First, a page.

Dark with a thick overcast in mid-afternoon here on California’s north coast, ‘rain likely’ so says the NWS and most-likely it will, but who’s to know?
Beyond/besides just a warming planet, this yesterday in the Guardian reveals humanity’s plight hinges on more than climate:
A stark depiction of the threat hanging over the world’s mammals, reptiles, amphibians and other life forms has been published by the prestigious scientific journal, Nature.
A special analysis carried out by the journal indicates that a staggering 41 percent of all amphibians on the planet now face extinction while 26 percent of mammal species and 13 percent of birds are similarly threatened.
In each case, the finger of blame points directly at human activities.
(Illustration: Salvador Dali’s ‘The Giants,’ found here).
“Habitat destruction, pollution or overfishing either kills off wild creatures and plants or leaves them badly weakened,” said Derek Tittensor, a marine ecologist at the World Conservation Monitoring Centre in Cambridge.
“The trouble is that in coming decades, the additional threat of worsening climate change will become more and more pronounced and could then kill off these survivors.”
The problem, according to Nature, is exacerbated because of the huge gaps in scientists’ knowledge about the planet’s biodiversity.
Estimates of the total number of species of animals, plants and fungi alive vary from 2 million to 50 million.
In addition, estimates of current rates of species disappearances vary from 500 to 36,000 a year.
“That is the real problem we face,” added Tittensor. “The scale of uncertainty is huge.”
In the end, however, the data indicate that the world is heading inexorably towards a mass extinction — which is defined as one involving a loss of 75 percent of species or more.
This could arrive in less than a hundred years or could take a thousand, depending on extinction rates.
All this I noted before, especially from environmental journalist Elizabeth Kolbert, most recent book published earlier this year reached the same conclusions, “The Sixth Extinction: An Unnatural-History,” recorded the coming-end to a shitload of living things.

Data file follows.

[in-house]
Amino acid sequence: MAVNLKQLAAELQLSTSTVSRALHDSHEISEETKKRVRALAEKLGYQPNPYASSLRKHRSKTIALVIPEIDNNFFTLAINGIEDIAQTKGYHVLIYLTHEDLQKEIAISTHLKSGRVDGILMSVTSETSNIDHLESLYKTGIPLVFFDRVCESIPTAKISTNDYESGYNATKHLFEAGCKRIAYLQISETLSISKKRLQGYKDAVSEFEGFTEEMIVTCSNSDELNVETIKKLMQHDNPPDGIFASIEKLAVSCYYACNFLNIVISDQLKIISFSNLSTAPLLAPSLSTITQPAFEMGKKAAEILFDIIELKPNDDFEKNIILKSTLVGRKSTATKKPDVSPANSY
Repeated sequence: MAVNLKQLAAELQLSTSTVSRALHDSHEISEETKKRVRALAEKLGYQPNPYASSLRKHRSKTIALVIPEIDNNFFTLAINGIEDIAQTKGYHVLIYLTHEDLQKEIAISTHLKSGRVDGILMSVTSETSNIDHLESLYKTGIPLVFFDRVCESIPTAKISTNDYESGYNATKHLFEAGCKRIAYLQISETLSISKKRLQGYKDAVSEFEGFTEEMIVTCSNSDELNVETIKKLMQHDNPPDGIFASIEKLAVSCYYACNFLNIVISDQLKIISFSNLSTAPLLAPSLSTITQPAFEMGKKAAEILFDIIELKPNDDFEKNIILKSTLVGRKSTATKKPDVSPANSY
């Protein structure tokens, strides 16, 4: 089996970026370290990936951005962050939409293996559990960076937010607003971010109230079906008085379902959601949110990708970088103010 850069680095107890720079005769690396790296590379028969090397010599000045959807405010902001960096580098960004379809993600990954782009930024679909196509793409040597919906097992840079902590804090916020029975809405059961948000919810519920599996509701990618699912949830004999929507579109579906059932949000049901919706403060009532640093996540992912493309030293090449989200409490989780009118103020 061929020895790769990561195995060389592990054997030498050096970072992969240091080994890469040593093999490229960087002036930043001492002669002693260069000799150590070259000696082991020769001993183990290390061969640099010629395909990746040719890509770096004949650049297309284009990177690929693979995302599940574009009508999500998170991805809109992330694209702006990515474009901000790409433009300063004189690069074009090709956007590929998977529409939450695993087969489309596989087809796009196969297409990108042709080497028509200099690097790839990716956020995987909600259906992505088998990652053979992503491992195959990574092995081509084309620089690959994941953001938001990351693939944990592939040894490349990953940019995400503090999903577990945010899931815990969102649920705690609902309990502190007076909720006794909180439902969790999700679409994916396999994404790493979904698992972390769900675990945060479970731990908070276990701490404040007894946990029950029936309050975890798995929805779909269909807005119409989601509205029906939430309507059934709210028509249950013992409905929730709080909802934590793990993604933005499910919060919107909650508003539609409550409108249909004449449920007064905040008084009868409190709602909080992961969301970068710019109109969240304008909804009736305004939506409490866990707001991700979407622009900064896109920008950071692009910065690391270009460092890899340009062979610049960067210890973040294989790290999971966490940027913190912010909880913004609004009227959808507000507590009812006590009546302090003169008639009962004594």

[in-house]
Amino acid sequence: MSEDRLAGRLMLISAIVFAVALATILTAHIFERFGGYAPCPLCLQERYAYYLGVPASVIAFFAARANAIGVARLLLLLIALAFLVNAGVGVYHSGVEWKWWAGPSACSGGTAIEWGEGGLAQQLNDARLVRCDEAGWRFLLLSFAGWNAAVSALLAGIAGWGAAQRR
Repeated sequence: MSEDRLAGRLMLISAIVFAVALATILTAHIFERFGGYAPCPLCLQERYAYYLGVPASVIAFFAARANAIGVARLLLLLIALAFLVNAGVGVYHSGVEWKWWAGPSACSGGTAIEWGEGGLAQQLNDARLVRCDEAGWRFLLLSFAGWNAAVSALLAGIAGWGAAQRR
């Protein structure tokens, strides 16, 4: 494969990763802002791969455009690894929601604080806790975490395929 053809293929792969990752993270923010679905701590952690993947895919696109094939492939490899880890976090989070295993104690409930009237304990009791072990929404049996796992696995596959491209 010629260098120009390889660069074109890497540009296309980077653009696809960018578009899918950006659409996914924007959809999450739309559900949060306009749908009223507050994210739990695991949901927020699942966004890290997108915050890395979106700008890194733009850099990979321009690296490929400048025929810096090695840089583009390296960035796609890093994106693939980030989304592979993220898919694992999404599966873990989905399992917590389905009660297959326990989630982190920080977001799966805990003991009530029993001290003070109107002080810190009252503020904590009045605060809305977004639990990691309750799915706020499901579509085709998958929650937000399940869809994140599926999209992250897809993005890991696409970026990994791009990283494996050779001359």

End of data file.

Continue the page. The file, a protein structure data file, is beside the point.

And parlay the course, in that terrible mix of over-farming of everything on land and sea, destroying conditions for life in order to feed, cloth and make wealthy a few of the 7 billion people on earth. The first five extinctions came from outside sources, this last one going on now, though, is near-about 100-percent due to homo sapiens, who can also make themselves go bye-bye.
Another brick in the wall this weekend, too, with to the UN climate conference in Lima, Peru, struck a deal that watered-down a lot of shit, like a shifting of emission responsibilities of countries, like to “may” instead of “shall” — another kick of the climate-change can down the torrid road:
Environmental groups were scathing in their response to the document, saying the proposals were nowhere need drastic enough.
Sam Smith, chief of climate policy for the environmental group WWF, said: “The text went from weak to weaker to weakest and it’s very weak indeed.”
Jagoda Munic, chairperson of Friends of the Earth International, said fears the talks would fail to deliver “a fair and ambitious outcome” had been proven “tragically accurate”.
In the mix of the apparent human nature to ravage one particular area of the earth, then move and do the same thing somewhere else — where have I heard that jaded hypothesis before?
“I’d like to share a revelation that I’ve had during my time here. It came to me when I tried to classify your species and I realized that you’re not actually mammals.
Every mammal on this planet instinctively develops a natural equilibrium with the surrounding environment but you humans do not.
You move to an area and you multiply and multiply until every natural resource is consumed and the only way you can survive is to spread to another area.
There is another organism on this planet that follows the same pattern. Do you know what it is? A virus.
Human beings are a disease, a cancer of this planet. You’re a plague and we are the cure.”
Sorry, Agent Smith there’s still two shitty sequels in the near-too-distant future.